Krasne Assails City Manager For Warning About Deficits
City manager Rod Wood incurred the wrath of City Councilwoman Nancy Krasne for repeating to The Courier, warnings he has been giving to the City Council and Chamber of Commerce regularly for the past two years about the declining state of City finances.
Krasne demanded that Wood be silenced and that she personally approve all statements by him in response to questions from the public. City expenses will ex-ceed City revenues in the near future, according to City staff.
In a letter to The Courier, Wood confirmed that City staff has prepared contingency plans for 10 percent across-the-board cuts in city services and funding. Krasne, in reaction to Wood’s warning, called for a special meeting of the city council to contradict The Courier’s story which was based on Wood’s letter to the publication.
Krasne wrote, “I have asked Barry to call an emergency Council meeting to assure the public that the story in The Courier is not true. Otherwise I will give my statement . . . to the World New tonight [sic] . . . Rod Wood’s statements as reported in The Courier were inaccurate, misleading and unauthorized by the City Council. . . Rod is making statements on behalf of the city as an employee without my knowledge or authorization. . . .”
In response, Mayor Barry Brucker joined Krasne, claiming on Iran Radio Tuesday that there are “no plans to cut city services.” Brucker’s and Krasne’s statements are directly contradicted by videotapes of city council meetings and public statements by Wood.
The videotape of the council’s open study session on Oct. 14, attended by both Krasne and Brucker, clearly shows Wood telling the council, “There is a question on how fast the economy might decline . . . we monitor it almost daily- ..we have for each department a plan to reduce department spending by 10 percent.” Wood confirmed directly to The Courier that the spending reduction plan involved “every city department.”
Wood’s Oct. 14 statement came during a detailed presentation by city chief financial officer Scott Miller who gave the city council an update on the potential impact of the financial crisis. Wood told the council exactly the same information he provided The Courier last week, “If the economy takes a sudden dive, we will have to make sudden adjustments and we are prepared to do that.”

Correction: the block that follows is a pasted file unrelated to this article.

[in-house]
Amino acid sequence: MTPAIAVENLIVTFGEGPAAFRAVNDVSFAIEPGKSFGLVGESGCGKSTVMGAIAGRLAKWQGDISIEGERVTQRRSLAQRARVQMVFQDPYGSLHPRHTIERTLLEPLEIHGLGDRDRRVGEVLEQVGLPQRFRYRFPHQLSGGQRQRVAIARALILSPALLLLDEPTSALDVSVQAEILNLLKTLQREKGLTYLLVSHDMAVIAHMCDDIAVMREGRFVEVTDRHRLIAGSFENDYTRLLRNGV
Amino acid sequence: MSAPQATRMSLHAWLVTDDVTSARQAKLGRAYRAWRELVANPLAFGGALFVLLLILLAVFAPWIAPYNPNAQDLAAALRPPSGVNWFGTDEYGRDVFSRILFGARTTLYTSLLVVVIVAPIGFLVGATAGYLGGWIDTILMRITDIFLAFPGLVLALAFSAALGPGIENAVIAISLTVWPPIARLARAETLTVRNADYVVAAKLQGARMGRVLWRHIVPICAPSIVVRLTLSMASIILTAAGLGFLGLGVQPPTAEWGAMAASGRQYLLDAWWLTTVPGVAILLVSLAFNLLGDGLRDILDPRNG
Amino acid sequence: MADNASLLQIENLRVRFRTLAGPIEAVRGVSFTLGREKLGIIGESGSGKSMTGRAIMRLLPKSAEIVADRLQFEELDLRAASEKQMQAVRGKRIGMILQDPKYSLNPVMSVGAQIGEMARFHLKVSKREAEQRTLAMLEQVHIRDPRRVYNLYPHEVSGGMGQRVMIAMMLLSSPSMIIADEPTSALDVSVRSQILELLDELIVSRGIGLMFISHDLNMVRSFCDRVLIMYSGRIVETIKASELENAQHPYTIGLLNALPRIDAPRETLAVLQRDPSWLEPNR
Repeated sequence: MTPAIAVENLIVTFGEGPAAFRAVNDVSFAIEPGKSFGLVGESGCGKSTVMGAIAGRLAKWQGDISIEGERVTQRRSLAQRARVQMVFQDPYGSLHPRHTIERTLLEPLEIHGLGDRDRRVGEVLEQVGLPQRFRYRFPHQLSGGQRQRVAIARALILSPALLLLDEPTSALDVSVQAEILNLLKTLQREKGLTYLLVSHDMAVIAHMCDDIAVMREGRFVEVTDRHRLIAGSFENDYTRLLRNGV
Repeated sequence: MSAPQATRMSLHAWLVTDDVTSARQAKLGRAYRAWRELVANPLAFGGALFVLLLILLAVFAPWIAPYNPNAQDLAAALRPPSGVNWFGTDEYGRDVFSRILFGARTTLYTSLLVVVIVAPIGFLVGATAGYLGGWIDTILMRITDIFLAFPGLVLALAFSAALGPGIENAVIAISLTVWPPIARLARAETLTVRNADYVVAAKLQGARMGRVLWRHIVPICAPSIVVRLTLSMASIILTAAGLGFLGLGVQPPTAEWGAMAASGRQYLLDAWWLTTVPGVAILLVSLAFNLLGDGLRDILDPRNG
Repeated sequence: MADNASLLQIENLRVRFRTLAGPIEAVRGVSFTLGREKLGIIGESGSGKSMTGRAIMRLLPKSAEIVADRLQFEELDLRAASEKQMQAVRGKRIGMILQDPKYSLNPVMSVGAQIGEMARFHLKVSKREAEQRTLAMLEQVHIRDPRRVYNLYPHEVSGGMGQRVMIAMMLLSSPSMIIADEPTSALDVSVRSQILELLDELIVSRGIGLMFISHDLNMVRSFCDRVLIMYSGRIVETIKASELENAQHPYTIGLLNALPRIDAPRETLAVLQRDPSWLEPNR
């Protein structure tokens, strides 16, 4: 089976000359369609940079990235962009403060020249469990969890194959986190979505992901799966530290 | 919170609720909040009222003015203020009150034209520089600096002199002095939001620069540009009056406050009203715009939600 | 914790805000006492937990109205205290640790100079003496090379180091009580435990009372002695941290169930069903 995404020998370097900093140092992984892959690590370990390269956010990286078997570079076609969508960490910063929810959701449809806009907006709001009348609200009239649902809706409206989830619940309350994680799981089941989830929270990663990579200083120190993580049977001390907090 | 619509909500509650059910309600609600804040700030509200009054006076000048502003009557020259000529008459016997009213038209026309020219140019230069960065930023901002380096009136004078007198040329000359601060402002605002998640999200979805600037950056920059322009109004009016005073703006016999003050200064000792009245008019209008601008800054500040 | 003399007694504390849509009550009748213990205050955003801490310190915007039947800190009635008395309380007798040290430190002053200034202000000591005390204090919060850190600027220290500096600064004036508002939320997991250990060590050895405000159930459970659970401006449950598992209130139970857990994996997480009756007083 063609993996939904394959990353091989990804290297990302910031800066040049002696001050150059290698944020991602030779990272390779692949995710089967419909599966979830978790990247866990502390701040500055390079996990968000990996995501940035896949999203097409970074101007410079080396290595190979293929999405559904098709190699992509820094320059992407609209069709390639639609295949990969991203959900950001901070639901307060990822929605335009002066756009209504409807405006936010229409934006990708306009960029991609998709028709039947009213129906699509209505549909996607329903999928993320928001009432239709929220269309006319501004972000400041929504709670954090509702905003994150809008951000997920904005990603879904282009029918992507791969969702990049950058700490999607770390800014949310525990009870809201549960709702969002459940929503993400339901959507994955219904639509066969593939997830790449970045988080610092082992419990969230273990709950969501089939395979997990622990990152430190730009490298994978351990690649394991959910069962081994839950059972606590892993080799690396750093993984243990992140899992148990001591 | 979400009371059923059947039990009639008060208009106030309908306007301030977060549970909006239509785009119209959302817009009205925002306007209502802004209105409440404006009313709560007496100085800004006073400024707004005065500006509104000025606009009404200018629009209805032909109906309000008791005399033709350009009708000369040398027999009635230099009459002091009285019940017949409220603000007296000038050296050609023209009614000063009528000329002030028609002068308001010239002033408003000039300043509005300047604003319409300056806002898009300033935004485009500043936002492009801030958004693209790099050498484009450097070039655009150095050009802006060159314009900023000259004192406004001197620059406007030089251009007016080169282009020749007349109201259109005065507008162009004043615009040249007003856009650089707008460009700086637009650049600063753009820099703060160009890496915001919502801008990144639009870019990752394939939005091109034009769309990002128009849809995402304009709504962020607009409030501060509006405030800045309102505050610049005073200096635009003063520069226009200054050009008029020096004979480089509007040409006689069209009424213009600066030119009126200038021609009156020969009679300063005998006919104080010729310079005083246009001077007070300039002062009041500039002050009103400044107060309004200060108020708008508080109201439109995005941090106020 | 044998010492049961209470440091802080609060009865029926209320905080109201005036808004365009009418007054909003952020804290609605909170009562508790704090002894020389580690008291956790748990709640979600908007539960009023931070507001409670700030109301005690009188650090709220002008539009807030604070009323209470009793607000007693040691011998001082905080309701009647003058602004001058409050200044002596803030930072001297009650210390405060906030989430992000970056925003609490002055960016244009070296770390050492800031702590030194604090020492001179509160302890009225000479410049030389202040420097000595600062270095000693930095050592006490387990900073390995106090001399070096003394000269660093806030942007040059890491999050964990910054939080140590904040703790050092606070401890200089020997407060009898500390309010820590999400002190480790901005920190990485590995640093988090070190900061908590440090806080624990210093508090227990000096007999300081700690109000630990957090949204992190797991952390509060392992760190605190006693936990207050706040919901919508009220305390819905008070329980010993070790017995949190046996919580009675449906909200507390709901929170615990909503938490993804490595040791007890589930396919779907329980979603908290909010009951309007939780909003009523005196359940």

Wednesday, CalPers, the California state employee retirement system which handles pension funds for Beverly Hills municipal employees, reported a $24.5 billion loss. The City remains liable for the pension payments regardless of performance by CalPers. Wood has attempted to warn the City Council for over two years that spending was exceeding projected revenues.
Krasne has personally told Hilton owner Beny Alagem repeatedly that, “If you build the project, I want to buy one of the condos.” She has acknowledged the statement to many in the City, including Courier staff.
Mayor Barry Brucker, in a widely circulated e-mail distributed by the Citizens Right to Decide Committee, the “No on the Hilton” group, this week claimed that Wood had never told him or anyone on the council about the plan.
He also claimed that Wood was misquoted by The Courier and that his statements about the current hiring freeze and contingency plans for cuts in City funding were “taken out of context.”
Wood has confirmed to The Courier in writing that paper quoted him accurately and in context. In fact, The Courier printed verbatim Wood’s letter about City finances. See The Beverly Hills Courier, Oct. 24, page 18, where the entire text of Wood’s letter appears.
The Courier stands by its article.